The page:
Student truth and ‘free speech’

protest-mizzouStudent protests against racism and other bigotries are being lambasted across the U.S. as an assault on “free speech.”

Seeing marches led by young women of color, white male students have shouted, “I’m for freedom of speech!” On one campus, opponents of this new movement put up signs “In memoriam of the true victim of the Missouri Protests: Free Speech” along with “All Lives Matter” posters.

Those signs reveal the foundation of “free speech” criticism: racism. It’s a tool the capitalist ruling class uses as it propagandizes, organizes and legislates to keep all oppressed people — and emphatically people of color — silent and powerless.

The recent wave of protests at U.S. colleges and universities is not a struggle over “speech.” It is a struggle by students seeking to liberate their own educational process — including from devastating student loan debt that generates huge profits for lending agencies.

This is a struggle to create school environments where young people of color, women, people with disabilities, and lesbian, gay, bisexual, trans* and queer people can learn without being terrorized, threatened and slandered by administrators, faculty, campus police and other students. (Trans* is currently used with an asterisk to indicate the spectrum of different sexes and genders of people who do not conform to the either/or of male/female or masculine/feminine.)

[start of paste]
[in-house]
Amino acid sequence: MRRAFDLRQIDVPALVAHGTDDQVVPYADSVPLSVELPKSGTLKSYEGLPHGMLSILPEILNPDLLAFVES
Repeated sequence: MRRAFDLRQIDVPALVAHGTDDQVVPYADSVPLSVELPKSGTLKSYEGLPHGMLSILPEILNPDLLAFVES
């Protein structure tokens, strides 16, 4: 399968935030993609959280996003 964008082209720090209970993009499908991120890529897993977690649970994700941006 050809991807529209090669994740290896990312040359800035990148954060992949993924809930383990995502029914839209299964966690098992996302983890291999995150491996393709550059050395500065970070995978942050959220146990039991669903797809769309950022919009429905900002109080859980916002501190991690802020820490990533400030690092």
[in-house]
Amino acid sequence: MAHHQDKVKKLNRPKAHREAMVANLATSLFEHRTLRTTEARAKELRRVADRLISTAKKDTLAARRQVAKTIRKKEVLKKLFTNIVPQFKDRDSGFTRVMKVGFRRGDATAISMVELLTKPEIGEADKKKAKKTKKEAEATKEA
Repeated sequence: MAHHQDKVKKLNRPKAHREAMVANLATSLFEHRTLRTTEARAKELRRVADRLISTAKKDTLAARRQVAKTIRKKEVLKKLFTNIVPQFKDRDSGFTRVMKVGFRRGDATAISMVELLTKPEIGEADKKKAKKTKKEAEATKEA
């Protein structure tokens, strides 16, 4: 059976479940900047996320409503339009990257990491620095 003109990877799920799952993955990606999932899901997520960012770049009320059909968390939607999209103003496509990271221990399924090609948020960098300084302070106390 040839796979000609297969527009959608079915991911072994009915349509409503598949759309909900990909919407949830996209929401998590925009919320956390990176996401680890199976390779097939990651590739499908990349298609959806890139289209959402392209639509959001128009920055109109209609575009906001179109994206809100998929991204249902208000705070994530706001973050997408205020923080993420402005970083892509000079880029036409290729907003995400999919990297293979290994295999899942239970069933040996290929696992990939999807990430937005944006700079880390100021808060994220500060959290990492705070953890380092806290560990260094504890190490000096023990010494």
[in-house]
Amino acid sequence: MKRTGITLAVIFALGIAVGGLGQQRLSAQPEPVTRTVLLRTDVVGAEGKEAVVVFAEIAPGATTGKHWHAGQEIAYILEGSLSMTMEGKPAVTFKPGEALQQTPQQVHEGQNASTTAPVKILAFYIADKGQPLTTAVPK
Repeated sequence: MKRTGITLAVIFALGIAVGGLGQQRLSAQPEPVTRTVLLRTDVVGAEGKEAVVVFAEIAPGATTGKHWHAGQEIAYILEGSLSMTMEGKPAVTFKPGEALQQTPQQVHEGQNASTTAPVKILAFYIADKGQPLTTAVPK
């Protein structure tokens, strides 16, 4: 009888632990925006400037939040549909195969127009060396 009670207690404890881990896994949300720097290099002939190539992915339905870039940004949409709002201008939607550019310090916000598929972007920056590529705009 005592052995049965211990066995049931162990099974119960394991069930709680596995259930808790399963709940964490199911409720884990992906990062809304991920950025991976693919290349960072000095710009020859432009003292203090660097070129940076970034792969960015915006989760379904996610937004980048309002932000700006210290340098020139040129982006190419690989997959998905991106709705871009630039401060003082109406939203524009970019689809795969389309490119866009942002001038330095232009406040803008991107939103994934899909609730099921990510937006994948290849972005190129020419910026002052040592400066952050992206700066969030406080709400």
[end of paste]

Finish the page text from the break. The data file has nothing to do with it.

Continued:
Women are technically “protected” by U.S. law from job environments where co-workers hang crudely sexist posters or use foul anti-woman language. But students are reporting daily at their schools the most vile, racist, sexist and anti-LGBT*Q language, including death threats. Plus they are targeted and sometimes beaten by campus cops.

The struggle over who gets to speak and what they say is not an abstract discussion. The struggle is not about how students learn “to tolerate opposing points of view.”

The student protests are a struggle about who gets to live and how.

In the U.S. where corporations are legally considered “people” and spend billions to make sure their “free speech” is broadcast in every venue — from major media to the White House — oppressed people have to struggle every day not just to be heard, but to survive racist, sexist, homophobic, anti-disabled attacks.

Oppressed students struggle to find a way into a future where they are not merely human robots in corporate assembly lines. They are speaking out and fighting for a better world.

This world cannot be built using narrow legalities put in place by a bourgeois democratic revolution in the 1700s that framed “rights” as possessed only by white, propertied men. That way includes even now the notion of who can speak and who is considered “truthful.”

The students’ speech, their truth, can be heard as one more break in the old oppressive system. And their struggle also points toward socialist revolution.

Because when workers and oppressed people speak our truths, we are communicating to each other the information we need to organize and liberate ourselves.

Listen to the students. Fight for their right to speak and organize!